Updated: Mar 31
Political risk is a new factor which global high-tech manufacturers have to take into account when structuring their supply chains. For advanced sectors of the industry, legislation passed in the US and other Western markets has led to a ban on investment in China, the export of advanced technologies and services to China as well as the use of Chinese made electronic components in Western infrastructure. The aim of the legislation is to:
· Set back the development of China’s chip design and manufacture in order to prevent the technology ‘bleeding’ from commercial to military use. The US sees companies such as Huawei as an extension of the Chinese government.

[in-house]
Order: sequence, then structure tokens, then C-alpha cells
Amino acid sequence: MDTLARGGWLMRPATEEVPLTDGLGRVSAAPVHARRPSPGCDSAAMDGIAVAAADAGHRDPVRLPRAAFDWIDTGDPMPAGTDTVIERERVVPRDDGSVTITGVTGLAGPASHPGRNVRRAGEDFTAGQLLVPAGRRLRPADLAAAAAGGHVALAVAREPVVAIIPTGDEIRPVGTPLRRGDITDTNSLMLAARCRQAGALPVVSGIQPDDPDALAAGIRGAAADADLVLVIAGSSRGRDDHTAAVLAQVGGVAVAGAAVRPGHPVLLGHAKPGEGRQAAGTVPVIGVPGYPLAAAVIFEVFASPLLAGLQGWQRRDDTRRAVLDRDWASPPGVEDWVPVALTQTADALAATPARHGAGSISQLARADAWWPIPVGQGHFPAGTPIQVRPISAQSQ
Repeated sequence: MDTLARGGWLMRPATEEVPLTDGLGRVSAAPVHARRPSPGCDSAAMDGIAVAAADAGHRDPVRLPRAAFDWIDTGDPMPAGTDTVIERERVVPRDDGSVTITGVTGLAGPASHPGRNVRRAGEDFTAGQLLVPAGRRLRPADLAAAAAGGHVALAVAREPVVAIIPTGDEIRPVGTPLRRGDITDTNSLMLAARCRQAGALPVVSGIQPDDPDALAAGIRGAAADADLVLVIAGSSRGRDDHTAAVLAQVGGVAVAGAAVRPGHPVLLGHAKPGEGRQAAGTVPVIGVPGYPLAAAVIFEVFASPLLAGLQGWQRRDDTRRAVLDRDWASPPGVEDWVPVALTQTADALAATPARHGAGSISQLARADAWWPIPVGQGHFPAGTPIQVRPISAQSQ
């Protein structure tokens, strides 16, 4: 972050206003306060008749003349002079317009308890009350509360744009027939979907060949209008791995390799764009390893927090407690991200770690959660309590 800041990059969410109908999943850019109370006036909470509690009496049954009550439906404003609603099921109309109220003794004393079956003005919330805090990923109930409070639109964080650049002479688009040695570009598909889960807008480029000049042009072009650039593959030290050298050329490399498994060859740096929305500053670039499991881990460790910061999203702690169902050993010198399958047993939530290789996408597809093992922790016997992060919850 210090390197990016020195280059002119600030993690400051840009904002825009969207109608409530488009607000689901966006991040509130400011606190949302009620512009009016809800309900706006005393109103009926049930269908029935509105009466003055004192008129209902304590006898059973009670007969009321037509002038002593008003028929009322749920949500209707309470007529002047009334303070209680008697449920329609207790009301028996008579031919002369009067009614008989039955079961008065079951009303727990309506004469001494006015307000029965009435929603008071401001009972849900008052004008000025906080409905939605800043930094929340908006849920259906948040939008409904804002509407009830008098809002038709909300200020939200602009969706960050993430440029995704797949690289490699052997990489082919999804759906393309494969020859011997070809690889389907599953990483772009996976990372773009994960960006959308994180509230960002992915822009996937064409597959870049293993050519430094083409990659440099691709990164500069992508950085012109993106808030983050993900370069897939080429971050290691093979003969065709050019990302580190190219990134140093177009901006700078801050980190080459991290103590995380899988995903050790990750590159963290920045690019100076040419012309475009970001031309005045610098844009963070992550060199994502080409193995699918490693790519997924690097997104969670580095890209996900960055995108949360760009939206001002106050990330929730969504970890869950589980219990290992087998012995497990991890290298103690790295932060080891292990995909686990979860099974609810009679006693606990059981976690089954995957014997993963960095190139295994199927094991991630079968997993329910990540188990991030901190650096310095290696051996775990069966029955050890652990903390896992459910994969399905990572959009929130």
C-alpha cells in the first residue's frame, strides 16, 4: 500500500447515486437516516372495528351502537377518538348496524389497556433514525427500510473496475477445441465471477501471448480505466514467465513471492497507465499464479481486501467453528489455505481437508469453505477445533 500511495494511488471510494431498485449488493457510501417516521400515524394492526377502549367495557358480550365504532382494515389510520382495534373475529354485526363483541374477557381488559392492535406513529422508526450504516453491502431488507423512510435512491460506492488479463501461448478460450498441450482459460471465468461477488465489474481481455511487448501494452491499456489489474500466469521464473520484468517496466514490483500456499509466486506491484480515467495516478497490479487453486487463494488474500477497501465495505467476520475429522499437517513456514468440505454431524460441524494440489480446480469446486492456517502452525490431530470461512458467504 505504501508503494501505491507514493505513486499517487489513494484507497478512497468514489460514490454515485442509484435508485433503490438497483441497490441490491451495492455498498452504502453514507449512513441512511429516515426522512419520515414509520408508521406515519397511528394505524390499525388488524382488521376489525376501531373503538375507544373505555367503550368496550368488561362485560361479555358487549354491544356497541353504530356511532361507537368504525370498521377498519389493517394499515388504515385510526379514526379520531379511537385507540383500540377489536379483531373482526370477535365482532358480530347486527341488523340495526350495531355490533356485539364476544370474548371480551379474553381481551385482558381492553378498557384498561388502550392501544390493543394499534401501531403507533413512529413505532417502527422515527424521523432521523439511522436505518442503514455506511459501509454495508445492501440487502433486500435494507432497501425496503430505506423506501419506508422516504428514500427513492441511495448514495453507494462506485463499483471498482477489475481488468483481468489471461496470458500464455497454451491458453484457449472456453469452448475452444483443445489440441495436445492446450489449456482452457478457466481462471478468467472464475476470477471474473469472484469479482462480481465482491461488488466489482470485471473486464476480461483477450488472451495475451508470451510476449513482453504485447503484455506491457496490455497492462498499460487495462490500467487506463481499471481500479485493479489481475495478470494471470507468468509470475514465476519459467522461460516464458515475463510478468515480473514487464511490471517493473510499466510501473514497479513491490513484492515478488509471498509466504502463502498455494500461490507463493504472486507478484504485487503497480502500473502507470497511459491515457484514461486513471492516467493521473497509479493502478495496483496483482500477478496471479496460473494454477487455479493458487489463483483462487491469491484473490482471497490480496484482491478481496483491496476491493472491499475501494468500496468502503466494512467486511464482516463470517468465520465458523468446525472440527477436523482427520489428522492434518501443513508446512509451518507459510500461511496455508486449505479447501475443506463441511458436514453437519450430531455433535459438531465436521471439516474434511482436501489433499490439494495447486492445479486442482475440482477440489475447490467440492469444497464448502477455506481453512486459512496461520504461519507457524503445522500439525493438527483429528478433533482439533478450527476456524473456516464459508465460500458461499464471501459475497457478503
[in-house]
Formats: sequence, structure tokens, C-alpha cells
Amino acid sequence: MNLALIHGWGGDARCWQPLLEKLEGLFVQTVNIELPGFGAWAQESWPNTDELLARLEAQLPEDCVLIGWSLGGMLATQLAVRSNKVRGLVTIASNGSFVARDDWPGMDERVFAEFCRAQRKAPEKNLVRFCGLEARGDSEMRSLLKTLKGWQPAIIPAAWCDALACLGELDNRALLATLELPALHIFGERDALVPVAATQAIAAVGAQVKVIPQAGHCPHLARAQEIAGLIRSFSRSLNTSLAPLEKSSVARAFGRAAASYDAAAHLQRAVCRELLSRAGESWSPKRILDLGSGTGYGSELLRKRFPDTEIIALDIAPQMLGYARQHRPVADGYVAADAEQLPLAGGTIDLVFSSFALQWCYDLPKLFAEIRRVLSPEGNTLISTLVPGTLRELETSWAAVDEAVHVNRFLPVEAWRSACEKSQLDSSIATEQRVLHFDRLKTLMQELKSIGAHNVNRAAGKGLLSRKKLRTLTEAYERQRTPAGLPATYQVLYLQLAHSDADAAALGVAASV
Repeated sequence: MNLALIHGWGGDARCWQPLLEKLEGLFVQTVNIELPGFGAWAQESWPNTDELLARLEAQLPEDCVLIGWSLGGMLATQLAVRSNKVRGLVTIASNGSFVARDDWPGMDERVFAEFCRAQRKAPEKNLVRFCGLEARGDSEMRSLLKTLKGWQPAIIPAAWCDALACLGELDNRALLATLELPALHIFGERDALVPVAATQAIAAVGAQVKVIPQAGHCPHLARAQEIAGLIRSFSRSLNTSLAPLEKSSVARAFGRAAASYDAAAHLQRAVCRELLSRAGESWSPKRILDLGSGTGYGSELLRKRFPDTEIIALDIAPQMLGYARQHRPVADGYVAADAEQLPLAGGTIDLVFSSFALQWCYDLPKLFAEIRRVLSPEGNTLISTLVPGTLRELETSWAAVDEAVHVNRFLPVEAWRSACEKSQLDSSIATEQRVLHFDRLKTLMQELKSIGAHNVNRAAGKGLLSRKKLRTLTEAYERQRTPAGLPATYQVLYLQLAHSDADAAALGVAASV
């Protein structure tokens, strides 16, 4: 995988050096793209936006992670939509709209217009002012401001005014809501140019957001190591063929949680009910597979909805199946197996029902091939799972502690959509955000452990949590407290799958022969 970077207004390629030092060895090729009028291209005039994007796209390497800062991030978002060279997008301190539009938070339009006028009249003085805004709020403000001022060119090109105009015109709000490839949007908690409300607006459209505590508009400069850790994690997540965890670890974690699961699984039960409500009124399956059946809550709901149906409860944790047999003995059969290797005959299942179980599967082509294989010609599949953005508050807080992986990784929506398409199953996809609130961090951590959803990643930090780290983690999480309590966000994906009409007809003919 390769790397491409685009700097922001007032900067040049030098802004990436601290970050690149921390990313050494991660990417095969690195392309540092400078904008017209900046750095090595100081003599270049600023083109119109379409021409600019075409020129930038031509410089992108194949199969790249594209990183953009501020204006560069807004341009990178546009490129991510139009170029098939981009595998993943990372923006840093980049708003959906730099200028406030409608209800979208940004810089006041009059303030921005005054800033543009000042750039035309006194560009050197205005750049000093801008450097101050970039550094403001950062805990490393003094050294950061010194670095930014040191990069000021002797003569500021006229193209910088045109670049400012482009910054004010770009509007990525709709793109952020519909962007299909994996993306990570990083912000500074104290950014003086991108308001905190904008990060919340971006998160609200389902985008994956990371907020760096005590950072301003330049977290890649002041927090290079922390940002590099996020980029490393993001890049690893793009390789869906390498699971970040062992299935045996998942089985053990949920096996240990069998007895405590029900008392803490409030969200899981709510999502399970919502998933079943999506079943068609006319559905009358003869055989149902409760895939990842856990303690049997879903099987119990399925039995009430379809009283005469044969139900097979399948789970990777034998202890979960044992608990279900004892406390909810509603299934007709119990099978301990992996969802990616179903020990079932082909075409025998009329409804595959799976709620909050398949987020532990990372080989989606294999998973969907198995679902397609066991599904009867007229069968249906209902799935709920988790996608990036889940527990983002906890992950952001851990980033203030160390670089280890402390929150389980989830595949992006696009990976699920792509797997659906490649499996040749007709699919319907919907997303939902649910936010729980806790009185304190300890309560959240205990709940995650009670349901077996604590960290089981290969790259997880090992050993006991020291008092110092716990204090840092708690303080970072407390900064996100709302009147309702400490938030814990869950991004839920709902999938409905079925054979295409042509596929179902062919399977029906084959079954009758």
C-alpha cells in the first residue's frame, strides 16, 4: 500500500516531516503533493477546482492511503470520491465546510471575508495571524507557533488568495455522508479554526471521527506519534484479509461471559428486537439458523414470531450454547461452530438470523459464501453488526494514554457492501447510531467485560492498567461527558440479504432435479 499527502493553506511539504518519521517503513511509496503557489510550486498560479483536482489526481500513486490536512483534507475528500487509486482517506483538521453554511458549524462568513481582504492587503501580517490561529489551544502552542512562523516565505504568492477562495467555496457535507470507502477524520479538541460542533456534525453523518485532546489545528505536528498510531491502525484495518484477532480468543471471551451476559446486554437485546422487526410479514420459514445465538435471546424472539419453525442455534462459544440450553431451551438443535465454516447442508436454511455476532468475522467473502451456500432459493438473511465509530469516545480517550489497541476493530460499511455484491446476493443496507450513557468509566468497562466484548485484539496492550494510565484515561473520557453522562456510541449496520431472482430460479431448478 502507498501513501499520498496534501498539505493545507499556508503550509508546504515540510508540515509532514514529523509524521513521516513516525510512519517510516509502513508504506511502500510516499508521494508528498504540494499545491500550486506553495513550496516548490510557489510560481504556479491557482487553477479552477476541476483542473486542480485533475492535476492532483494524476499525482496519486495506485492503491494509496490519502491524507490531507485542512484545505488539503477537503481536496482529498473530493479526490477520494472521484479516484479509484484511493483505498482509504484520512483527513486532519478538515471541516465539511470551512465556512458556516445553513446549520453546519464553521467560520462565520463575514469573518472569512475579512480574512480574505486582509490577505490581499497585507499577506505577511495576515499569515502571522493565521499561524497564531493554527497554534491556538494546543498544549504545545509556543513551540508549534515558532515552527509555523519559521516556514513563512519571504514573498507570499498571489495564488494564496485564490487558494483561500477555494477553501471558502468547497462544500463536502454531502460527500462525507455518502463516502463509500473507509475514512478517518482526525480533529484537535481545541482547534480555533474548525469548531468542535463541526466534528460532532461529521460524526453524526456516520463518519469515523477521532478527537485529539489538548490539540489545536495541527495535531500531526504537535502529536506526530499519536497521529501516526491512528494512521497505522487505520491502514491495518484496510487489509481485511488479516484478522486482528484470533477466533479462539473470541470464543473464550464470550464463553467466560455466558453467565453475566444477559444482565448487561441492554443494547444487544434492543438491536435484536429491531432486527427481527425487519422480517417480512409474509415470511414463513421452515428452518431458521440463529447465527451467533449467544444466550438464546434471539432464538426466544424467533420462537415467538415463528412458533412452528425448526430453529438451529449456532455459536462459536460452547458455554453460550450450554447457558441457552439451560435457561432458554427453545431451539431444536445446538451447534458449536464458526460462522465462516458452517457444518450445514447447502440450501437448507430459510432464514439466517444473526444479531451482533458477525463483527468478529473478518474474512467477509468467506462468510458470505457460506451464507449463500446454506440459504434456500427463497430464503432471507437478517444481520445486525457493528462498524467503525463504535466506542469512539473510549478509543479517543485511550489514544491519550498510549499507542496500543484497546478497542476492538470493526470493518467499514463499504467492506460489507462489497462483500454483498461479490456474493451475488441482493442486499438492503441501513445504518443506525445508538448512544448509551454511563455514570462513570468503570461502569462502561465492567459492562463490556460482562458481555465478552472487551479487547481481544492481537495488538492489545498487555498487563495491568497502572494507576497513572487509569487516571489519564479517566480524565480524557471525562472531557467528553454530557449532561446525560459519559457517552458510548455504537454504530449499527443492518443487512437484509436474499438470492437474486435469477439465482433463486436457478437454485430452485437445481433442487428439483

· Reduce the vulnerability of Western infrastructure (communications, technology, energy, transport and financial) to hacking by Chinese intelligence services through purposefully designed ‘backdoors’ in electronics components.
The ban extends to the export of all proscribed advance technology products to China which contain US intellectual property. This has had significant impact on many other countries’ high-tech sectors which risk being shut out of a substantial market.
One company to be impacted by the export ban is Apple. US government restrictions which came into force in 2022 meant that it became unable to use the memory chips of China's Yangtze Memory Technologies Co. (YMTC) in its smartphones, computers and iPads. Although there are more advanced chips in the market, YMTC’s were 20% cheaper than its competitors due to government subsidy. Apple had planned to use the chips in a Chinese-only version of its iPhone and then roll out their inclusion globally. However, this now no longer looks feasible, not least because of the ban on future input into th2